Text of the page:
Wales wary of Fiji's giantkiller reputation
Wales will look to ramp up their performance to another level against Fiji on Wednesday, amid constant reminders of their costly loss to the Pacific islanders in the 2007 World Cup.
A late try to Fiji 12 years ago and Wales crashed out of the tournament while still in pool play.
It was a shock result that is now the stuff of legends in Fiji, and an ongoing nightmare in Wales where there were instant repercussions, with coach Gareth Jenkins sacked immediately.
Then fly-half Stephen Jones is now Wales assistant coach and has been hammering home the message that they cannot afford to ease up.
"It's a huge disappointment when you get knocked out in the group stages," he recalled.
"It highlighted what Fijian rugby is all about. Give them space and time and they move the ball well and have an offloading game and put you under pressure."
After wins already in Japan over Georgia (43-14)and Australia (29-25), a shock loss to Fiji would not this time end the tournament for Wales, but it would make it harder for them to claim the top spot in Pool D.
Although they have already beaten their biggest threat Australia, Jones said that performance was not good enough and they have to lift their game.
"Against Australia, first-half we moved some ball quite well but we weren't as clinical as we'd like to be. Second-half, Australia kept the ball and we were quite limited. From our attacking aspect, we have certainly got factors we need to improve," he said.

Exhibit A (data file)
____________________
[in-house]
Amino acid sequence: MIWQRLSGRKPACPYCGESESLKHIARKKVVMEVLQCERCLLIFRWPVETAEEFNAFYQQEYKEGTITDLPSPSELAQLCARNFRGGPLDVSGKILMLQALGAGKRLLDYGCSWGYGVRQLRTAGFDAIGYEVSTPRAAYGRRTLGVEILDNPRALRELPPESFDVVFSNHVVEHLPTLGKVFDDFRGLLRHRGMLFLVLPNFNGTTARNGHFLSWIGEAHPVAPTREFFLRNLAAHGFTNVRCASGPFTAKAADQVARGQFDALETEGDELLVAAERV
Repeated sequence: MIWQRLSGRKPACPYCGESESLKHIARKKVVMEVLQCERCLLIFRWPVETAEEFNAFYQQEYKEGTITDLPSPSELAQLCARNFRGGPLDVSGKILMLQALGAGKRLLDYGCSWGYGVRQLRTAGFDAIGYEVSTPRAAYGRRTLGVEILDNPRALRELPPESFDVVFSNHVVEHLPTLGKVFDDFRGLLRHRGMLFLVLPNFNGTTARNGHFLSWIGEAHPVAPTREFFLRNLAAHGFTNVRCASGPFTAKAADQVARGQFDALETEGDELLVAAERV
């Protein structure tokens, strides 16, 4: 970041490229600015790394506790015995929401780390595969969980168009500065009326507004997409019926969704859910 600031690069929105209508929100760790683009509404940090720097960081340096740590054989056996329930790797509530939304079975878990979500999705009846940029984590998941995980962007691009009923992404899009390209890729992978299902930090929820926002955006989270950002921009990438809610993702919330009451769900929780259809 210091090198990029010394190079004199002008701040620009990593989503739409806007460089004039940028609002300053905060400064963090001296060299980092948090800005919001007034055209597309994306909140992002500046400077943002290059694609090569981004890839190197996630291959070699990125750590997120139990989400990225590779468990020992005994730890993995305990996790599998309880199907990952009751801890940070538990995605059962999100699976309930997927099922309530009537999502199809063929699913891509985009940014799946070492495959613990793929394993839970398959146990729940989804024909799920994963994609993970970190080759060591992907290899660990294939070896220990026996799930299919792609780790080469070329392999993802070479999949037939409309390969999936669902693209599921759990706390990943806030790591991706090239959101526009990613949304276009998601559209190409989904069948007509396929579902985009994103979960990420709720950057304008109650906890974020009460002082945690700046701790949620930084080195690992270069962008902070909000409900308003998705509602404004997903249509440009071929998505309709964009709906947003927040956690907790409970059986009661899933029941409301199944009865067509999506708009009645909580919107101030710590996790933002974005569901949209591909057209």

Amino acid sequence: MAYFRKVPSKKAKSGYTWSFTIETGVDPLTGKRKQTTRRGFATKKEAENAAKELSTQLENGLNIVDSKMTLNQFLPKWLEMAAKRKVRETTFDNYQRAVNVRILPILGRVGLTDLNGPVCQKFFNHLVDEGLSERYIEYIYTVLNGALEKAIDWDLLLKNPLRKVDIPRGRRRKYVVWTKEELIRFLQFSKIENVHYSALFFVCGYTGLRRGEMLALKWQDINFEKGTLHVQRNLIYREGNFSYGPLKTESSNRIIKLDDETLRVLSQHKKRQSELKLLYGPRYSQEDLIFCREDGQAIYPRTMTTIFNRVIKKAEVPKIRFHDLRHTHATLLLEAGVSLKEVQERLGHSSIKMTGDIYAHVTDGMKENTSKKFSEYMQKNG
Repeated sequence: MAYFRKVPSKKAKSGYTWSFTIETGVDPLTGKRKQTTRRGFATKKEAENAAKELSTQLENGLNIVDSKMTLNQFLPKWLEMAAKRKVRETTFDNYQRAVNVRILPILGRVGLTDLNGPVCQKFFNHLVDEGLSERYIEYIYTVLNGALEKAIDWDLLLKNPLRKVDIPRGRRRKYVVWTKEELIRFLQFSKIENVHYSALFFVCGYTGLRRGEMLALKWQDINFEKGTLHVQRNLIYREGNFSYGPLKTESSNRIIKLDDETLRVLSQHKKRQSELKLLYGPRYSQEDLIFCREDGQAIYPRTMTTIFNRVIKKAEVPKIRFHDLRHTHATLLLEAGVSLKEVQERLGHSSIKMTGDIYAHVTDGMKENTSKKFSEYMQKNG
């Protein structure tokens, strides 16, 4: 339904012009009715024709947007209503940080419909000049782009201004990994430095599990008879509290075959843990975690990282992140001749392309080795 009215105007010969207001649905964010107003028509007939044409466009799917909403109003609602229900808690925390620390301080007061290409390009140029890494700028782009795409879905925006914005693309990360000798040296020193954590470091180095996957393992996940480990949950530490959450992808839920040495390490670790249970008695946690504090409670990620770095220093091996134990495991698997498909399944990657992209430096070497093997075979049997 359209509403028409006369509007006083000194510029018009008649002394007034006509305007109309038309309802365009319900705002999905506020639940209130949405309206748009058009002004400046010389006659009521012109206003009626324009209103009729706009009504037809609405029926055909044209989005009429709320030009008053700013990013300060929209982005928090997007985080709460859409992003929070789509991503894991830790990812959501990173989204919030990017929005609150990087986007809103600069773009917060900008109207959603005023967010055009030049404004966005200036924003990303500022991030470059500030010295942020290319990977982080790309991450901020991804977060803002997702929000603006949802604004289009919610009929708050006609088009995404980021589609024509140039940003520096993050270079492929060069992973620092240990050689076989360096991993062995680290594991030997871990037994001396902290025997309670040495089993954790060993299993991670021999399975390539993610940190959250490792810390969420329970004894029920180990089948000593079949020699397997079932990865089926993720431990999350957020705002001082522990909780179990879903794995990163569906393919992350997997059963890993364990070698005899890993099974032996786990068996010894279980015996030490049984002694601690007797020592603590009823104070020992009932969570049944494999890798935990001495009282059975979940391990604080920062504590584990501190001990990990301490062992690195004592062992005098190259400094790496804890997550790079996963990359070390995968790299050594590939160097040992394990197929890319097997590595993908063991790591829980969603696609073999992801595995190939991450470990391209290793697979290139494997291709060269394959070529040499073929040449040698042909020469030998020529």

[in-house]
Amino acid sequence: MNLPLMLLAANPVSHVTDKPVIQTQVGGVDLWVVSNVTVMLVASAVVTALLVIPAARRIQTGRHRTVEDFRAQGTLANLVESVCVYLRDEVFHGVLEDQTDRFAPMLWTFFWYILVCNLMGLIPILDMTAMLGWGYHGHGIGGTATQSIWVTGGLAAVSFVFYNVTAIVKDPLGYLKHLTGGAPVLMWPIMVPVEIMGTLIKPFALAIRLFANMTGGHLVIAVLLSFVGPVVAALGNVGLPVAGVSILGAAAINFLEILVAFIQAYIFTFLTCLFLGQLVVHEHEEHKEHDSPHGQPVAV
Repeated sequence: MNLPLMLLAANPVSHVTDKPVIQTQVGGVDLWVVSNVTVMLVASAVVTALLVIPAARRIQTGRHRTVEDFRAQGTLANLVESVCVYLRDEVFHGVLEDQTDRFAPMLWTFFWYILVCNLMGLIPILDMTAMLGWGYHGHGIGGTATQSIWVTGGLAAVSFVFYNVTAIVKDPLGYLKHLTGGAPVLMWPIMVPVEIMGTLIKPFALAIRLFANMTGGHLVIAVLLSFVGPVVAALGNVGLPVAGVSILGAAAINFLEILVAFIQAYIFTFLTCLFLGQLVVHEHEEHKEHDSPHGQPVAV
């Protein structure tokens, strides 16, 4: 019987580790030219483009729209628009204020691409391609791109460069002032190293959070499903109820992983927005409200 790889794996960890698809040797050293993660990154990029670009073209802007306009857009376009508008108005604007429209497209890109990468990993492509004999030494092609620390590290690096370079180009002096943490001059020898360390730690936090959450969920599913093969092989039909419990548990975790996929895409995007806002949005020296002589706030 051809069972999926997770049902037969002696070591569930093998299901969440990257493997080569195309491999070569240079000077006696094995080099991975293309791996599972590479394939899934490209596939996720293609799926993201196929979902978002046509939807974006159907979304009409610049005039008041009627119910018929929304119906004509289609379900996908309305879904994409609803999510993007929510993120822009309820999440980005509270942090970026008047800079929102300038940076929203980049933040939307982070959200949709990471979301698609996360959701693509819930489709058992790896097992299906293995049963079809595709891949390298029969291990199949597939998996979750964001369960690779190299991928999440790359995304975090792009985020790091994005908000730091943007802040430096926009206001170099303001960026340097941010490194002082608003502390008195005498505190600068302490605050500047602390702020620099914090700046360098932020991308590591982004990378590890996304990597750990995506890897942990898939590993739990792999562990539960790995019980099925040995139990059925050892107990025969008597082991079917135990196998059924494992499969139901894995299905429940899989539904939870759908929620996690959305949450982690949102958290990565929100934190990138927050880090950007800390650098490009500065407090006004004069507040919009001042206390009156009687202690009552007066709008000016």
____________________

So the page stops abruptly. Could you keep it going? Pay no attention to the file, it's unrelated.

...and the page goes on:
"From a personal perspective, I am fully aware of how good they (Fiji) are. We have got to make sure from an attacking element when we have got the ball we keep the ball."
'Challenge and an opportunity'
Head coach Warren Gatland, who has kept most of his first choice line up together for the first two matches, has called for an explosive start "to hopefully take a little bit of that excitement away from Fiji."
He has also demanded an 80-minute defensive effort, mindful that France were almost tipped over by a strong finishing Tonga on Sunday, and it was a later try that won it for Fiji in 2007.
Gatland said he has stressed why winning the pool undefeated is important regardless of who they will likely play in the quarter-finals - which will be decided by next weekend's clash between England and France.
"There are a lot of benefits about winning the group in terms of turnaround time and choices of hotels and stuff. Psychologically, if you win the group and win your four games, you are up against a team that has lost a game," he said.
Fiji have only a mathematical chance of making the quarter-finals and their realistic best hope is to finish third in their pool to automatically qualify for the 2023 World Cup in France.
Coach John McKee said the historic 2007 result was "one of the great Fijian performances" and he has been using it to inspire his players.
Fiji played exceptional rugby in their opener against Australia until early in the second half when a 21-20 lead faded to a 39-21 loss and they were then shocked 30-27 by Uruguay before bouncing back to thump Georgia 45-10.
"We see this final pool game as both a challenge and an opportunity, it is important to finish the pool stage on a high note," McKee said.
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